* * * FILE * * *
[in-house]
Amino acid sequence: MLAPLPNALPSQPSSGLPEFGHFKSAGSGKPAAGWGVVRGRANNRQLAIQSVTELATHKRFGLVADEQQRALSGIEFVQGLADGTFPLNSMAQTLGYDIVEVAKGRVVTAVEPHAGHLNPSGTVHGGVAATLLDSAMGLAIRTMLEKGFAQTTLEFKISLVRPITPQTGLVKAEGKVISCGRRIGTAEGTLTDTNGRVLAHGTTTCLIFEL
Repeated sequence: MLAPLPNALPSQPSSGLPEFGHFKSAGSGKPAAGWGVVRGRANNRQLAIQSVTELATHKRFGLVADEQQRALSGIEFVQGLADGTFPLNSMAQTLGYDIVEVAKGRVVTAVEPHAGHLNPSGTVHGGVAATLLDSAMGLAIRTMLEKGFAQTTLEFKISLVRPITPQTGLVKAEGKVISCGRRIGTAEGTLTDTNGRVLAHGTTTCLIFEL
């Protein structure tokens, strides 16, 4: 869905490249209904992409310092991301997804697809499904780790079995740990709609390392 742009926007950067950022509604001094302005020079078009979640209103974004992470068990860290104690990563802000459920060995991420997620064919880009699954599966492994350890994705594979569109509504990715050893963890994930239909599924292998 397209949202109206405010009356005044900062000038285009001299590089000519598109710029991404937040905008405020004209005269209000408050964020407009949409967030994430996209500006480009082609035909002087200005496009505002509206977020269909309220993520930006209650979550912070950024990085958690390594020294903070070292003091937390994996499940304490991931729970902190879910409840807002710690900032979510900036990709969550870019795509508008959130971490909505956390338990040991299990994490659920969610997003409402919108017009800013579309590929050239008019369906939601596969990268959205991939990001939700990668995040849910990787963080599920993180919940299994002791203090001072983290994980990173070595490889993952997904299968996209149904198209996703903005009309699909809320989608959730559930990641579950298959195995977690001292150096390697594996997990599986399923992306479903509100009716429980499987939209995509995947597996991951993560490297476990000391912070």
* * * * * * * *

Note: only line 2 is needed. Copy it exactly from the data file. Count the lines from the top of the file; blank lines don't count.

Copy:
Amino acid sequence: MLAPLPNALPSQPSSGLPEFGHFKSAGSGKPAAGWGVVRGRANNRQLAIQSVTELATHKRFGLVADEQQRALSGIEFVQGLADGTFPLNSMAQTLGYDIVEVAKGRVVTAVEPHAGHLNPSGTVHGGVAATLLDSAMGLAIRTMLEKGFAQTTLEFKISLVRPITPQTGLVKAEGKVISCGRRIGTAEGTLTDTNGRVLAHGTTTCLIFEL